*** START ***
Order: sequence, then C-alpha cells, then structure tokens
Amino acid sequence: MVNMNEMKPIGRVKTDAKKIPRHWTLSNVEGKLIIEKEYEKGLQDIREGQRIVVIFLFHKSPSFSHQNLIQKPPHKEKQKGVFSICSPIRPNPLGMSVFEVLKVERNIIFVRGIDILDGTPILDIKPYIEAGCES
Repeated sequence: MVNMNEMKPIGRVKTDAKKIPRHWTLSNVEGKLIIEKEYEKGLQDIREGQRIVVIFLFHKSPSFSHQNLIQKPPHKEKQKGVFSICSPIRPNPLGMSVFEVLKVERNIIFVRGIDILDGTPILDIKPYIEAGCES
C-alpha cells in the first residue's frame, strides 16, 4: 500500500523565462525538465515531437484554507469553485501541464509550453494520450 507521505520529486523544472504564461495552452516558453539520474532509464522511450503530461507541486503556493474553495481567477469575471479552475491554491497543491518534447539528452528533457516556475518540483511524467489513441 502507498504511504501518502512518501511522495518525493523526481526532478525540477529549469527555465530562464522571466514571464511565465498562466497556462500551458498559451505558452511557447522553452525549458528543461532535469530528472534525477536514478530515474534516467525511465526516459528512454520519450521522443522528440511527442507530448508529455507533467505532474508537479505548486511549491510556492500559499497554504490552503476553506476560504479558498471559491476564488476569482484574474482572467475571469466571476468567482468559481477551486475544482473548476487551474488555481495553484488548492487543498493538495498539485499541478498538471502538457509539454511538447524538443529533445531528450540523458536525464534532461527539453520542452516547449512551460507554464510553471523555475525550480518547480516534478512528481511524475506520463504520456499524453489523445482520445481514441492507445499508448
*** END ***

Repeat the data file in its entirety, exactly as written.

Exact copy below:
Order: sequence, then C-alpha cells, then structure tokens
Amino acid sequence: MVNMNEMKPIGRVKTDAKKIPRHWTLSNVEGKLIIEKEYEKGLQDIREGQRIVVIFLFHKSPSFSHQNLIQKPPHKEKQKGVFSICSPIRPNPLGMSVFEVLKVERNIIFVRGIDILDGTPILDIKPYIEAGCES
Repeated sequence: MVNMNEMKPIGRVKTDAKKIPRHWTLSNVEGKLIIEKEYEKGLQDIREGQRIVVIFLFHKSPSFSHQNLIQKPPHKEKQKGVFSICSPIRPNPLGMSVFEVLKVERNIIFVRGIDILDGTPILDIKPYIEAGCES
C-alpha cells in the first residue's frame, strides 16, 4: 500500500523565462525538465515531437484554507469553485501541464509550453494520450 507521505520529486523544472504564461495552452516558453539520474532509464522511450503530461507541486503556493474553495481567477469575471479552475491554491497543491518534447539528452528533457516556475518540483511524467489513441 502507498504511504501518502512518501511522495518525493523526481526532478525540477529549469527555465530562464522571466514571464511565465498562466497556462500551458498559451505558452511557447522553452525549458528543461532535469530528472534525477536514478530515474534516467525511465526516459528512454520519450521522443522528440511527442507530448508529455507533467505532474508537479505548486511549491510556492500559499497554504490552503476553506476560504479558498471559491476564488476569482484574474482572467475571469466571476468567482468559481477551486475544482473548476487551474488555481495553484488548492487543498493538495498539485499541478498538471502538457509539454511538447524538443529533445531528450540523458536525464534532461527539453520542452516547449512551460507554464510553471523555475525550480518547480516534478512528481511524475506520463504520456499524453489523445482520445481514441492507445499508448